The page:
Although the anthropological study of human medicine is a well-developed field, research by anthropologists and sociologists on the structures and practice of medicine for animals around the world is a nascent field of inquiry. Yet, whether caring for cherished pets or working to contain the spread of zoonoses, or monitoring a nation’s food supply, veterinarians play a central role in most countries. In this presentation, based on preliminary fieldwork in two U.S. colleges of veterinary medicine, I map the relationships between client, patient, doctor, and technology, and the intersections of affect, species, money, scientific knowledge and cultural value when the patient is a dog… or a horse, or a cow, or even a snake. I conclude by raising questions about how the medical humanities and social sciences will have to expand to accommodate new notions of subjectivity, agency, narrativity, and ethnography in analyzing a more-than-human medicine.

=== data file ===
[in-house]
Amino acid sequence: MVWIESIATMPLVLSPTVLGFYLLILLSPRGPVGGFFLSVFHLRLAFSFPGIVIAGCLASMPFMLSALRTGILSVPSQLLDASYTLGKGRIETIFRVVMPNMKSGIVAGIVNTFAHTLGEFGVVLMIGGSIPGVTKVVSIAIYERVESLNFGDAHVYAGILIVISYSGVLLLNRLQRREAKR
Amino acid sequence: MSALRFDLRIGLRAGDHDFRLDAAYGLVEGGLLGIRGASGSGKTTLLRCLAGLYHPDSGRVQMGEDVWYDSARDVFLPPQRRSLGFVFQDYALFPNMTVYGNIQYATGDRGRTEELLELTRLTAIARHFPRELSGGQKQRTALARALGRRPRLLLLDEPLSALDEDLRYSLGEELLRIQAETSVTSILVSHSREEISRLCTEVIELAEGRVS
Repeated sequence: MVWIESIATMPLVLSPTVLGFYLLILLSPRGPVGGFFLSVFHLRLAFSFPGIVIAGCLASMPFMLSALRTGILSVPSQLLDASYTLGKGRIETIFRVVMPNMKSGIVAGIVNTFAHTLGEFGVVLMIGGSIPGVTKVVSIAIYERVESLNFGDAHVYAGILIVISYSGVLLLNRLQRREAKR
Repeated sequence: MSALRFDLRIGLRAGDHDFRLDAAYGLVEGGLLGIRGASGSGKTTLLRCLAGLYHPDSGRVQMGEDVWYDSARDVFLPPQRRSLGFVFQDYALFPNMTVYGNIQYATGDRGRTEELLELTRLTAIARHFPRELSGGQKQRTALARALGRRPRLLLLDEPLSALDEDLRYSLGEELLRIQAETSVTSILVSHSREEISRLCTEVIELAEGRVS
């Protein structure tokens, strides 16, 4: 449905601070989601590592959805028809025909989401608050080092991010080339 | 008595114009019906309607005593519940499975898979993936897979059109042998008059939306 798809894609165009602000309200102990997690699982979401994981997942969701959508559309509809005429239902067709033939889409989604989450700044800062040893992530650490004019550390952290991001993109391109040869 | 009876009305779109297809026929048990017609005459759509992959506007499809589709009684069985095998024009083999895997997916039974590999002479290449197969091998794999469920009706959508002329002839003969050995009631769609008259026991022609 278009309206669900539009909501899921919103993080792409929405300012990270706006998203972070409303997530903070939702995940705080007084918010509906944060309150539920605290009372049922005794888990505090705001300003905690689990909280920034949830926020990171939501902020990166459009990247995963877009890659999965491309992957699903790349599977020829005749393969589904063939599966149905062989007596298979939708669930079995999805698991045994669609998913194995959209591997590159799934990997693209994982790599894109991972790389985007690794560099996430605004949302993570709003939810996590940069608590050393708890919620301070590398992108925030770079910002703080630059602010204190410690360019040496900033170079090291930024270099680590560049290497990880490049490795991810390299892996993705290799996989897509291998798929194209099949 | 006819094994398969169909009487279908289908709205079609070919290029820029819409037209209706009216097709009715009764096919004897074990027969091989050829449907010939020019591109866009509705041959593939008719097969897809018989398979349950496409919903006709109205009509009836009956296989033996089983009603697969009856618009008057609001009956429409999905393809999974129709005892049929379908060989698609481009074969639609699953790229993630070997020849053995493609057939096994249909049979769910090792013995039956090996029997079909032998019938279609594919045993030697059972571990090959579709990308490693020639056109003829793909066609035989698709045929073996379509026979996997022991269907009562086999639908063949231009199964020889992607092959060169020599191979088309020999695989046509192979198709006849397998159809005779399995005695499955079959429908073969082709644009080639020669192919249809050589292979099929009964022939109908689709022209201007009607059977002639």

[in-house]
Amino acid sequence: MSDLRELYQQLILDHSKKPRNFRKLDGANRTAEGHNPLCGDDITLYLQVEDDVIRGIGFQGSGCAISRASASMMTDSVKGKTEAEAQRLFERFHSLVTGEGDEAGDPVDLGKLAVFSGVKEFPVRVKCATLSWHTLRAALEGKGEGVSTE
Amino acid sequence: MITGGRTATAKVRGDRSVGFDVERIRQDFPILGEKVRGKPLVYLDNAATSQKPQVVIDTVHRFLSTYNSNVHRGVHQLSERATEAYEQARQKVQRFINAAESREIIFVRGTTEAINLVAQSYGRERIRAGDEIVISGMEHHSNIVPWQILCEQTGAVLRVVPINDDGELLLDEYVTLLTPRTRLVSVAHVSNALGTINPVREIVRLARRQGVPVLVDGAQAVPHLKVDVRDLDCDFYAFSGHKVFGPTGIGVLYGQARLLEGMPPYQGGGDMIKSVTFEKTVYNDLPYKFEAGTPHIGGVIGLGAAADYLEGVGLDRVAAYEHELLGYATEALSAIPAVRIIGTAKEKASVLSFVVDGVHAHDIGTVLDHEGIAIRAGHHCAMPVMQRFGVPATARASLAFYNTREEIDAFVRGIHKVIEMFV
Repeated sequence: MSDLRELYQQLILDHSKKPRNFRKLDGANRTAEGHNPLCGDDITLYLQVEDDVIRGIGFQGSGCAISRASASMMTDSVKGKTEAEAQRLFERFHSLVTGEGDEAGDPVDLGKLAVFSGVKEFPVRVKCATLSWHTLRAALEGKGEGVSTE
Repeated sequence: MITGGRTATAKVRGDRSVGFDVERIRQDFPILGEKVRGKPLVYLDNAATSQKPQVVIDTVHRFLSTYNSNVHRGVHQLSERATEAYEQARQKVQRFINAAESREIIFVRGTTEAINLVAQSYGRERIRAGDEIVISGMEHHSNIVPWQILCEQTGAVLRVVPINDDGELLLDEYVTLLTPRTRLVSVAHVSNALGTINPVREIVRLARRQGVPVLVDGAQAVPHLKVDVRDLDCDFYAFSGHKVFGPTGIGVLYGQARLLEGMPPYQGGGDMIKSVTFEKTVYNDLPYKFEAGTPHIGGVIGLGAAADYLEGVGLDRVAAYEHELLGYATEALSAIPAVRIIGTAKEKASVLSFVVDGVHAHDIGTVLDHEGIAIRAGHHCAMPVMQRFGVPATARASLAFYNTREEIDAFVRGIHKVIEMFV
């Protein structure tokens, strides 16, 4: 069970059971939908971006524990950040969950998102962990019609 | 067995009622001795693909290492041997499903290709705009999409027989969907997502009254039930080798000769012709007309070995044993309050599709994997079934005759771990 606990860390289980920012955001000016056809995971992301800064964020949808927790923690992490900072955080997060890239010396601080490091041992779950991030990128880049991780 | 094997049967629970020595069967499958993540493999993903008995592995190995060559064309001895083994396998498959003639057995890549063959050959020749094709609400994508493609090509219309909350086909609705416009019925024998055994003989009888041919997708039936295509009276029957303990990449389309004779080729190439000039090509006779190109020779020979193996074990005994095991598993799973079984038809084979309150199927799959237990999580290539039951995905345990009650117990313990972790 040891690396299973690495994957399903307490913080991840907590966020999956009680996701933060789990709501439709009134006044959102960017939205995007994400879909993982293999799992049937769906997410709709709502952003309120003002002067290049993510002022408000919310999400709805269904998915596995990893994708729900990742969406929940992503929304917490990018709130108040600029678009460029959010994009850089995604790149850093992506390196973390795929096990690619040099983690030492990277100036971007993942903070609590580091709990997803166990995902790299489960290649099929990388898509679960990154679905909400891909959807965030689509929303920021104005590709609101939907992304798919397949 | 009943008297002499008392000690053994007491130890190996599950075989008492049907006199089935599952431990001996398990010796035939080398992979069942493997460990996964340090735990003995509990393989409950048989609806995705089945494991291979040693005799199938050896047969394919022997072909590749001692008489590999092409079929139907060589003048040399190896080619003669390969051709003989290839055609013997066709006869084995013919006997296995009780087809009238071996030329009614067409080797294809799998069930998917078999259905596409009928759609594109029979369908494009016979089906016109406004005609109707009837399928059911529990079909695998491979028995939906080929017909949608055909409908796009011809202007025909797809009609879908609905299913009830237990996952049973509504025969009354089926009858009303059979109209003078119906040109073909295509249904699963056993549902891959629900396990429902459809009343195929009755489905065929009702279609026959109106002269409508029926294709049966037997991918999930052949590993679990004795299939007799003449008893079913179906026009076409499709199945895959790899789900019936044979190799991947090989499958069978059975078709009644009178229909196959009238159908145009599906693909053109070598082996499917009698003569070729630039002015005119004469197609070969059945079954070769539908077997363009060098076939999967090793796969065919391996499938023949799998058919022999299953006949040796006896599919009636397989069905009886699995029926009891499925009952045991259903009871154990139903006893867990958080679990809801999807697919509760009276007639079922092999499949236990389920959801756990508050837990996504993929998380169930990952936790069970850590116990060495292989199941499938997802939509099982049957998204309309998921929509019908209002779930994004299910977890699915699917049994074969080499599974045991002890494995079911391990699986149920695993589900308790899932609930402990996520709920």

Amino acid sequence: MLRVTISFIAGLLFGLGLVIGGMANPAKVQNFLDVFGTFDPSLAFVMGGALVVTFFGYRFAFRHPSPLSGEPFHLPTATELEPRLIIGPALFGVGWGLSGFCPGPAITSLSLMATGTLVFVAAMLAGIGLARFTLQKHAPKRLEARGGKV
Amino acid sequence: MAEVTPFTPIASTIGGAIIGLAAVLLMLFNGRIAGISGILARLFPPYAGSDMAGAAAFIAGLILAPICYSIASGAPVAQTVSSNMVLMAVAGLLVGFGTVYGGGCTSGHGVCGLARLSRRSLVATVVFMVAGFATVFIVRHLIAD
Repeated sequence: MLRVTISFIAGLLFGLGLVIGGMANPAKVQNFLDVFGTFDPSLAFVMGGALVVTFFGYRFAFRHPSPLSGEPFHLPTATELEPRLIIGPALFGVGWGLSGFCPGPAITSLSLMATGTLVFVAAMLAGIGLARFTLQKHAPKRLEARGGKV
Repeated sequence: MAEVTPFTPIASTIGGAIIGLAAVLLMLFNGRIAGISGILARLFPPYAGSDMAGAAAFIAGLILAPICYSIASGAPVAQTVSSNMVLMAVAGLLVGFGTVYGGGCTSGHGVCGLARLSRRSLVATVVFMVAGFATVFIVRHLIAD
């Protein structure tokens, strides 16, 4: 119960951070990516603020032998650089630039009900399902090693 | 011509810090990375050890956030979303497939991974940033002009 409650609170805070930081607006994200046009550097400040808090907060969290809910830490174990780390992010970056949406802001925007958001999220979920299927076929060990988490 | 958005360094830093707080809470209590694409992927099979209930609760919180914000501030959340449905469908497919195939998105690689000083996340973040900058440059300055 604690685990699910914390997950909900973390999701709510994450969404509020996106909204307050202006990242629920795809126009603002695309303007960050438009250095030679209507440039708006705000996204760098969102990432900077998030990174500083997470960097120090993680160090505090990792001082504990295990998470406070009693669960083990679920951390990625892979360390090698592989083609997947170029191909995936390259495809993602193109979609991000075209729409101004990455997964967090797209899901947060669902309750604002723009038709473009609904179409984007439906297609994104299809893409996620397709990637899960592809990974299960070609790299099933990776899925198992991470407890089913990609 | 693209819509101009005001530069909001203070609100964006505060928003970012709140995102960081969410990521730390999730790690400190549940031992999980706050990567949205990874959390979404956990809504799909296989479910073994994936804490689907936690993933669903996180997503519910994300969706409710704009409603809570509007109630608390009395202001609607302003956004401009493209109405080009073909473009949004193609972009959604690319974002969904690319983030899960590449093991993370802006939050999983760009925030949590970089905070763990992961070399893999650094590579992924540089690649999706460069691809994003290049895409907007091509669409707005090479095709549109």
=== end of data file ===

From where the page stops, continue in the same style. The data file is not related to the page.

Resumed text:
Jane Desmond is Professor of Anthropology and of Gender and Women’s Studies, and Co-founder and Executive Director of the International Forum for U.S. Studies: a Center for the Transnational Study of the United States, at the University of Illinois at Urbana-Champaign, U.S.A. (website: www.anthro.illinois.edu/people/desmondj).
Her primary areas of interest focus on issues of embodiment, display, and social identity, as well as transnational U.S. Studies. Her areas of expertise include performance studies, visual culture, the analysis of the U.S. in global perspectives, and the political economy of human/animal relations. She is the Founding Resident Director of the international Summer
Institute in Animal Studies at UIUC, and Founding Editor of the Animal Lives Book Series at the University of Chicago Press. In addition to academic publications, she has written about human-animal relations for a number of public venues such as CNN.com, The Washington Post.com, and the Huffington Post. The author or editor of five scholarly books,
she holds a Ph.D. in American Studies from Yale, and most recently published the monograph Displaying Death and Animating Life: Human-Animal Relations in Art, Science, and Everyday Life (University of Chicago Press, 2016). Her current book project is called Medicine Across the Species Line: Cultural Dimensions of Veterinary Medicine.